« ПредыдущаяПродолжить »
COPYRIGHT, 1894, 1895, 1896, 1897,
CHICAGO, U. S. A.
COMPARISON is the best method of acquiring comprehension; and comprehension involves both the discrimination of contrasts and the recognition of similarities. Differences are upon the whole at once apparent while similarities are hidden; but the import of differences can, at the same time, not be appreciated until the similarities are seen. Thus, the discovery that the course of the moon and the fall of a stone are both phenomena of gravitation, becomes significant only when the difference of both phenomena can be traced to a difference of conditions.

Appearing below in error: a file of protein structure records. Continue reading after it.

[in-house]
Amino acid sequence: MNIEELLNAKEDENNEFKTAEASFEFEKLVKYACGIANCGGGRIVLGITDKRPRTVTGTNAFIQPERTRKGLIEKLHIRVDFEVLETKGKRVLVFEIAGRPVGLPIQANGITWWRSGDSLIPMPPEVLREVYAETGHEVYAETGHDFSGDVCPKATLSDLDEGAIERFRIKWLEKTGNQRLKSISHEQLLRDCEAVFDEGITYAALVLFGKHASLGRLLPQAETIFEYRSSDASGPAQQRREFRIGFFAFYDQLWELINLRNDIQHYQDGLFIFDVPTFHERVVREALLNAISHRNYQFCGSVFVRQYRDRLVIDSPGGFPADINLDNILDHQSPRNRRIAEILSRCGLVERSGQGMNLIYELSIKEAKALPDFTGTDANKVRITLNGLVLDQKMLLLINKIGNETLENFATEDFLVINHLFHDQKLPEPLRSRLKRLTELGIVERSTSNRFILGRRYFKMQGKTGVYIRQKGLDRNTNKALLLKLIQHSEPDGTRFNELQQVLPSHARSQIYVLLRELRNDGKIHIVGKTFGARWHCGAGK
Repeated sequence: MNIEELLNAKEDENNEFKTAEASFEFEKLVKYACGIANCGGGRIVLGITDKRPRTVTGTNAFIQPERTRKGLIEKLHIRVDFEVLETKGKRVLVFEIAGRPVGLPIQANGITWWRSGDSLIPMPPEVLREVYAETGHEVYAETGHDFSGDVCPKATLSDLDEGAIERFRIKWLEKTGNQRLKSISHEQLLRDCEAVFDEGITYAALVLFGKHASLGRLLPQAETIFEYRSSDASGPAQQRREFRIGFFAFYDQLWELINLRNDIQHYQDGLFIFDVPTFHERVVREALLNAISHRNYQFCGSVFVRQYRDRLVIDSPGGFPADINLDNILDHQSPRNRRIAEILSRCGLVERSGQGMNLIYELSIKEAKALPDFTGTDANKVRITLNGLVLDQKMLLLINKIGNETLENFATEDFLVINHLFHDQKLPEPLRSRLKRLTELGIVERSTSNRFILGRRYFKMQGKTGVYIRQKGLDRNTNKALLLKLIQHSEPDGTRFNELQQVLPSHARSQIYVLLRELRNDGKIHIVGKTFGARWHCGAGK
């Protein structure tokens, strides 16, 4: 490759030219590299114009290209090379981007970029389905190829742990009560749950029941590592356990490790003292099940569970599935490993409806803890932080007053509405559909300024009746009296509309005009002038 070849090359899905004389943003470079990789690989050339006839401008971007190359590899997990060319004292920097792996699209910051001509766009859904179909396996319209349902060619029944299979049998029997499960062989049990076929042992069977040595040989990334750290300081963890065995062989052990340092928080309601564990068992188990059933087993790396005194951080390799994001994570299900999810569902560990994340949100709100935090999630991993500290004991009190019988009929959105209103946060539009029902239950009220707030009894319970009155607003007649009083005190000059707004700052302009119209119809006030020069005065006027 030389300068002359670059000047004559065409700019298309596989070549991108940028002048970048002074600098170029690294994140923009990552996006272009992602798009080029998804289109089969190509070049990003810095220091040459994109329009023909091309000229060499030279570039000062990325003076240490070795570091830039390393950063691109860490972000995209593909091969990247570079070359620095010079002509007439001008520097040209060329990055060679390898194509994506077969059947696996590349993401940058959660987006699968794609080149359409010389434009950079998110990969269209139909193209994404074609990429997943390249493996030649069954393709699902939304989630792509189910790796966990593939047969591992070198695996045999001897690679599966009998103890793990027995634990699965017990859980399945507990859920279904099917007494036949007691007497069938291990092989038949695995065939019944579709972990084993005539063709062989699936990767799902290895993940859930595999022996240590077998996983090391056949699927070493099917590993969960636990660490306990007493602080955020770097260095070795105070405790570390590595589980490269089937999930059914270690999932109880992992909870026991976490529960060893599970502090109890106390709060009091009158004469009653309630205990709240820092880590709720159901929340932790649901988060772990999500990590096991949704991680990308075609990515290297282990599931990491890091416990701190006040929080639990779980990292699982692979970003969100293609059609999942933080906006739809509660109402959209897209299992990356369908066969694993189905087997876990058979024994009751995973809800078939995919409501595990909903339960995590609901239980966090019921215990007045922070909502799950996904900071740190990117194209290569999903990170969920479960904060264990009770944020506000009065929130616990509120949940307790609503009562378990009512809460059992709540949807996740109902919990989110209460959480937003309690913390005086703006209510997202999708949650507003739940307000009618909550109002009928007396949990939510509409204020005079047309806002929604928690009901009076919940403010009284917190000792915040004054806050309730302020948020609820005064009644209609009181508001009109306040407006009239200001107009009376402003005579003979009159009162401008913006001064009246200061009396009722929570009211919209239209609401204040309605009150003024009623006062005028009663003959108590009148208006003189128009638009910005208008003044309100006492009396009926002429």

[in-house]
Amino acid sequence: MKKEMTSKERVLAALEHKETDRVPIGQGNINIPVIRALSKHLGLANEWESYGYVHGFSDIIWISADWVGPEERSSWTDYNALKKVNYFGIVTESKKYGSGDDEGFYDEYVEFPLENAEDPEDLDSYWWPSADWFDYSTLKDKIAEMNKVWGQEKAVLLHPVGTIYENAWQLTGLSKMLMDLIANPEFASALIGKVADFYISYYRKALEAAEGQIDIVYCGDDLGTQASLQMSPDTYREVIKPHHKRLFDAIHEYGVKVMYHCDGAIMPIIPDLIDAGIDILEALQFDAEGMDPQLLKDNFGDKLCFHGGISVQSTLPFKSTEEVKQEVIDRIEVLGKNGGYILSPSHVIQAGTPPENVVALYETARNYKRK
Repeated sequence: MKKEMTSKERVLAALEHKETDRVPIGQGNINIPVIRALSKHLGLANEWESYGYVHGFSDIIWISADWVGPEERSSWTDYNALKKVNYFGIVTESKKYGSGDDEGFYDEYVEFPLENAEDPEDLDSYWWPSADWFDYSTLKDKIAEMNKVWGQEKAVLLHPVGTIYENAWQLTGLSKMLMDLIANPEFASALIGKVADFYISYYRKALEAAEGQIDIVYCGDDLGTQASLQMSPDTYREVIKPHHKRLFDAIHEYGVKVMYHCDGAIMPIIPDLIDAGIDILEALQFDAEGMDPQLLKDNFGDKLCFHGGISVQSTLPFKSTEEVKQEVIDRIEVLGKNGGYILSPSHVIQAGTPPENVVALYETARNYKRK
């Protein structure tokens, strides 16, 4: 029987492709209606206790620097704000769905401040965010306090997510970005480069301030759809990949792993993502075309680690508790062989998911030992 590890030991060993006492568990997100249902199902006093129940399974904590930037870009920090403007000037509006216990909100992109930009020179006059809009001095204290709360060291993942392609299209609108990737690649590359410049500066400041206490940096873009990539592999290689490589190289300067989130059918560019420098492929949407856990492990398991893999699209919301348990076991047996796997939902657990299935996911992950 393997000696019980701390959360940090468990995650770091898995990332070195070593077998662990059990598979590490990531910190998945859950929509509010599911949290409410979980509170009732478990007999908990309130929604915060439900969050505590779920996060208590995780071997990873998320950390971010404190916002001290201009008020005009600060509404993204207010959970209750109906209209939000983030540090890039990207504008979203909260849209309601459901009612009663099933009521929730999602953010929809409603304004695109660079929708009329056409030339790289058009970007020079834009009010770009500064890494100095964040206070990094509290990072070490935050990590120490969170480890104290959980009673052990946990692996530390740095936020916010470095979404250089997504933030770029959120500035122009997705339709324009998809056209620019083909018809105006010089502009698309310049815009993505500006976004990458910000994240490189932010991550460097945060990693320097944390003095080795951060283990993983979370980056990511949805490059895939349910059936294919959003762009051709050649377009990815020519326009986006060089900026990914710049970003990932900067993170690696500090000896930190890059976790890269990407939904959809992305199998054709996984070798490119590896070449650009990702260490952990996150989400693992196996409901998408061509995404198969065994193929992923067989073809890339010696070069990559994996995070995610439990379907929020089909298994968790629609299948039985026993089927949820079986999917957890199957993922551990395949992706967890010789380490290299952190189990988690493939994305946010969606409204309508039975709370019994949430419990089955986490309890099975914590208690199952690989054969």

For this reason every religious man should study other religions in order to understand his own religion; and he must try to trace conscientiously and lovingly the similarities in the various faiths in order to acquire the key that will unlock to him the law of the religious evolution of mankind.
The present book purports to be a contribution to comparative religion, and it is one-sided because it is addressed mainly to Christians, viz., to those Christians who are anxious to acquire an insight into the significance of Buddhist thought as it is at its best.
Buddhism and Christianity are in many respects